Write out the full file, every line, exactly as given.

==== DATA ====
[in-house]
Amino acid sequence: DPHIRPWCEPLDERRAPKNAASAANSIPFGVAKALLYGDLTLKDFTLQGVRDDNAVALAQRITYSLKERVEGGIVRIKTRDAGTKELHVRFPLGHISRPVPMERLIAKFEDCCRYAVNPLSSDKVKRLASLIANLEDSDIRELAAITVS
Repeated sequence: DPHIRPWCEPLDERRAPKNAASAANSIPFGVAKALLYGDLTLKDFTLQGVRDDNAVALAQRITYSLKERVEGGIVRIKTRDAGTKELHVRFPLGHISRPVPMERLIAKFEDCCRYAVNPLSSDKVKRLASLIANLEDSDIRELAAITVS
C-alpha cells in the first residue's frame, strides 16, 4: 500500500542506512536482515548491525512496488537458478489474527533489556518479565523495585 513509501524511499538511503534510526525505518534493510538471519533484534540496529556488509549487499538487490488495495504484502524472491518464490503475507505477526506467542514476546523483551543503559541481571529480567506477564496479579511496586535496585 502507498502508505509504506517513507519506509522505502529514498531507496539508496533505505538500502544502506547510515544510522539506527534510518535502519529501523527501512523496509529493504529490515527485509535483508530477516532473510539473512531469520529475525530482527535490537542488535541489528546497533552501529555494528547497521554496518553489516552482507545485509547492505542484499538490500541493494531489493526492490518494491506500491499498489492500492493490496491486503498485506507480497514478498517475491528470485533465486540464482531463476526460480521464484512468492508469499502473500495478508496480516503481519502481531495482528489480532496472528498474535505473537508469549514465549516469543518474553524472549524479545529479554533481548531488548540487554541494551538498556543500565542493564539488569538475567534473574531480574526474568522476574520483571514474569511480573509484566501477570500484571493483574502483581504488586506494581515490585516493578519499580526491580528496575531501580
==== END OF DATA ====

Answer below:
[in-house]
Amino acid sequence: DPHIRPWCEPLDERRAPKNAASAANSIPFGVAKALLYGDLTLKDFTLQGVRDDNAVALAQRITYSLKERVEGGIVRIKTRDAGTKELHVRFPLGHISRPVPMERLIAKFEDCCRYAVNPLSSDKVKRLASLIANLEDSDIRELAAITVS
Repeated sequence: DPHIRPWCEPLDERRAPKNAASAANSIPFGVAKALLYGDLTLKDFTLQGVRDDNAVALAQRITYSLKERVEGGIVRIKTRDAGTKELHVRFPLGHISRPVPMERLIAKFEDCCRYAVNPLSSDKVKRLASLIANLEDSDIRELAAITVS
C-alpha cells in the first residue's frame, strides 16, 4: 500500500542506512536482515548491525512496488537458478489474527533489556518479565523495585 513509501524511499538511503534510526525505518534493510538471519533484534540496529556488509549487499538487490488495495504484502524472491518464490503475507505477526506467542514476546523483551543503559541481571529480567506477564496479579511496586535496585 502507498502508505509504506517513507519506509522505502529514498531507496539508496533505505538500502544502506547510515544510522539506527534510518535502519529501523527501512523496509529493504529490515527485509535483508530477516532473510539473512531469520529475525530482527535490537542488535541489528546497533552501529555494528547497521554496518553489516552482507545485509547492505542484499538490500541493494531489493526492490518494491506500491499498489492500492493490496491486503498485506507480497514478498517475491528470485533465486540464482531463476526460480521464484512468492508469499502473500495478508496480516503481519502481531495482528489480532496472528498474535505473537508469549514465549516469543518474553524472549524479545529479554533481548531488548540487554541494551538498556543500565542493564539488569538475567534473574531480574526474568522476574520483571514474569511480573509484566501477570500484571493483574502483581504488586506494581515490585516493578519499580526491580528496575531501580